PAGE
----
• Repeatedly losing and regaining weight can take its toll on your hair, causing it to become brittle and lacking lustre. Crash diets are often short in essential vitamins and minerals and over long periods of time this type of dieting will reflect in your hair.
  • Hormonal imbalances including thyroid dysfunction can produce significant changes to hair growth and quality. Thyroid function can only be assessed by blood test. If you are experiencing considerable hair loss, please consult your GP.

A note on alopecia areata (AA)...

This condition can result in total loss of hair from the head and sometimes loss of body hair also, although most sufferers develop a few isolated patches of hair loss, which may correct themselves without any treatment. Since the cause is unknown, treatment is hard. Talk to your GP if you are concerned about hair loss.

This article was last reviewed on 4 July 2019 by Kerry Torrens.

Kerry Torrens is a qualified Nutritionist (MBANT) with a post graduate diploma in Personalised Nutrition & Nutritional Therapy. She is a member of the British Association for Nutrition and Lifestyle Medicine (BANT) and a member of the Guild of Food Writers. Over the last 15 years she has been a contributing author to a number of nutritional and cookery publications including BBC Good Food.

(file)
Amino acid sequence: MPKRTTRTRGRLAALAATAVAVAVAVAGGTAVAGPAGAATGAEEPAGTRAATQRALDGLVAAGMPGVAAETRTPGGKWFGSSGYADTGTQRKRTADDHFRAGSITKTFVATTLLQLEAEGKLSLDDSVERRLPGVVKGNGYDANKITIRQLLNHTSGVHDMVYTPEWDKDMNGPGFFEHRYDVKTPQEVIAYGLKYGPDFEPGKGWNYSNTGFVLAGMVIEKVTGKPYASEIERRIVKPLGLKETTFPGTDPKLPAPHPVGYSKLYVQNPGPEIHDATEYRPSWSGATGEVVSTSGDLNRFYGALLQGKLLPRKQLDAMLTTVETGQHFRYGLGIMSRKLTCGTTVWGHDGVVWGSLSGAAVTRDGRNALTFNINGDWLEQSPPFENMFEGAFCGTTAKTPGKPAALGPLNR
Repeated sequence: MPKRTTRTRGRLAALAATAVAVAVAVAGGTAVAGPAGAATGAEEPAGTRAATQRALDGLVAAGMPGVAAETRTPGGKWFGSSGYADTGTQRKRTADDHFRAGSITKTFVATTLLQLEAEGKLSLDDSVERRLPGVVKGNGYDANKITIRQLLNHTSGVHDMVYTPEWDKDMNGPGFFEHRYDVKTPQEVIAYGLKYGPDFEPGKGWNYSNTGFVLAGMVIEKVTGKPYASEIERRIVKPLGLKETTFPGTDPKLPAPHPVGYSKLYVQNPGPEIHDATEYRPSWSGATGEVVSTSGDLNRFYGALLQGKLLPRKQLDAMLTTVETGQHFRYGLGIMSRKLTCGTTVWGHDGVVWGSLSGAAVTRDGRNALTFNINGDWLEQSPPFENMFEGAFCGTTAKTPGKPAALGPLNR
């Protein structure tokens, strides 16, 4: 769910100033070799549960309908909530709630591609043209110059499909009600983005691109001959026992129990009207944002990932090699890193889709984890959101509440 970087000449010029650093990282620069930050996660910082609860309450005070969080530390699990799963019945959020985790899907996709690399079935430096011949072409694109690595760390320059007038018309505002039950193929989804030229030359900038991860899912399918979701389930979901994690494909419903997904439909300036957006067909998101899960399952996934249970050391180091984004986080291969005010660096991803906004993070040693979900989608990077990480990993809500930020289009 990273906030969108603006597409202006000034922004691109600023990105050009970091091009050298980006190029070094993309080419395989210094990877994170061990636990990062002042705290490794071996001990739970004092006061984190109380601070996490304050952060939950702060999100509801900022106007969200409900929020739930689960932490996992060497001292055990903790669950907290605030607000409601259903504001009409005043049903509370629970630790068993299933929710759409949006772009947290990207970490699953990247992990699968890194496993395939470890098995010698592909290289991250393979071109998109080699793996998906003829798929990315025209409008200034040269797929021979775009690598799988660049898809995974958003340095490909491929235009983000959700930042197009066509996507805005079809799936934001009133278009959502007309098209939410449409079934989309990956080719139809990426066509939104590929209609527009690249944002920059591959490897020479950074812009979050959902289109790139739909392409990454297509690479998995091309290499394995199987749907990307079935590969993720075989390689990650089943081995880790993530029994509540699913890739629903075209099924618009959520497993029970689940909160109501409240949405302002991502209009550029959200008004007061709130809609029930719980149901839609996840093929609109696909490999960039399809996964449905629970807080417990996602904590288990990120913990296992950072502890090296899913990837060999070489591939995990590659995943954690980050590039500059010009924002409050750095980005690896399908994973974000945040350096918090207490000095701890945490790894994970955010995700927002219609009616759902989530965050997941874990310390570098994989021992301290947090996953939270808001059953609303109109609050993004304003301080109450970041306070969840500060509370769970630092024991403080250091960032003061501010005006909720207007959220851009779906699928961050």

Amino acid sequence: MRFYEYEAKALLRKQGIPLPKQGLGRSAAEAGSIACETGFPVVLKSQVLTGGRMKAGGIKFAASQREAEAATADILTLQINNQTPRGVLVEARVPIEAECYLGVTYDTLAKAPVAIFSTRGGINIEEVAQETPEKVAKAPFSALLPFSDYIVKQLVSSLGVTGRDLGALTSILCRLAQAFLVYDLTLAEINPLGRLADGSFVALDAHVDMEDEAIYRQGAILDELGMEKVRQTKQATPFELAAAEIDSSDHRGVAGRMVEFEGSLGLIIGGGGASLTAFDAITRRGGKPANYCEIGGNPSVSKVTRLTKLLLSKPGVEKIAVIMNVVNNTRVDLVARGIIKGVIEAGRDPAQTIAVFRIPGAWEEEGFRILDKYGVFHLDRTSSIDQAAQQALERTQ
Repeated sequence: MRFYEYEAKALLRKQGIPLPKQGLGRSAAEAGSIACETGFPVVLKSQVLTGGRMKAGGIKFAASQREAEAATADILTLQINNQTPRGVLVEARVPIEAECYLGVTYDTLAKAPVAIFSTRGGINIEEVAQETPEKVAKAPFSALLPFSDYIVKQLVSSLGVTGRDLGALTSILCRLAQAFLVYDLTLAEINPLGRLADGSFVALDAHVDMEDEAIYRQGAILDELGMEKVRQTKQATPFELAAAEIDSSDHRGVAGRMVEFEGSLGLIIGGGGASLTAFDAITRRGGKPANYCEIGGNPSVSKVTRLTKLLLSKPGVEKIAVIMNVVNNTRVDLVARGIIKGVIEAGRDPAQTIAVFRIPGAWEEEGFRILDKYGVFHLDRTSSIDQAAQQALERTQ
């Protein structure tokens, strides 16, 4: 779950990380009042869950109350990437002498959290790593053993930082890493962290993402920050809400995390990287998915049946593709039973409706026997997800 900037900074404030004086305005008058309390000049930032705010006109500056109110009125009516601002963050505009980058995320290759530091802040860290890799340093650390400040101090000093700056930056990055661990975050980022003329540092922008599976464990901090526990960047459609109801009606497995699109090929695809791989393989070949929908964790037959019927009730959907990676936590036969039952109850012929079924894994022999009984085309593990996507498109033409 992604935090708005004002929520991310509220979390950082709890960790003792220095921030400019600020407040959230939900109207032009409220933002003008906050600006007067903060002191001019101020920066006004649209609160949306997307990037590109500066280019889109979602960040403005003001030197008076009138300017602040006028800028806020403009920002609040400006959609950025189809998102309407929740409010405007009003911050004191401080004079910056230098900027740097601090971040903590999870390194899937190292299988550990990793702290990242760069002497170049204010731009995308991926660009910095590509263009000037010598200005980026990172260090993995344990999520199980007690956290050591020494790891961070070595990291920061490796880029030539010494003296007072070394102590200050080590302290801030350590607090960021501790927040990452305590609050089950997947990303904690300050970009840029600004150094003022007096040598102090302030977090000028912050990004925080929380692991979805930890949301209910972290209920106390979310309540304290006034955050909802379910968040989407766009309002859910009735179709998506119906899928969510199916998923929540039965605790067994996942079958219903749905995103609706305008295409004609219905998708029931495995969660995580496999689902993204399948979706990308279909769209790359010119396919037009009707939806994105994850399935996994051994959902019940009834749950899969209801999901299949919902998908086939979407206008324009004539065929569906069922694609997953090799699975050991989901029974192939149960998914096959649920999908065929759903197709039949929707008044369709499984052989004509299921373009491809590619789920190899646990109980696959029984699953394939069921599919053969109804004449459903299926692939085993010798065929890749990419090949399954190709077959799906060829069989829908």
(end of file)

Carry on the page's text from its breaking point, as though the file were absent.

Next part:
Jo Lewin is a registered nutritionist (RNutr) with the Association for Nutrition with a specialism in public health. Follow her on Twitter @nutri_jo.

All health content on bbcgoodfood.com is provided for general information only, and should not be treated as a substitute for the medical advice of your own doctor or any other health care professional. If you have any concerns about your general health, you should contact  your local health care provider. See our website terms and conditions for more information.

Comments, questions and tips

Sign in or create your My Good Food account to join the discussion.
Mohammed Abid
29th Oct, 2015
Using curry leafs in coconut and applying on the scalp threes a week for 2 hours. Which also gives you a great result in hair. depilatory cream
9th May, 2015
yes Omega-3 acids,vitamin c will improve hair growth they really work,bathing with natural lemon water also works better or we can use egg before head bath i found this on http://www.howtogetridoftips4u.com/
30th Mar, 2015
This is a really good article! I never knew that eggs and peanuts can contribute to a healthier hair. Maybe I should eat more of them but I just hate eating peanuts. Anyways, you can visit and buy instagram likes. Tell me if you really like to improve your Instagram and i can help you.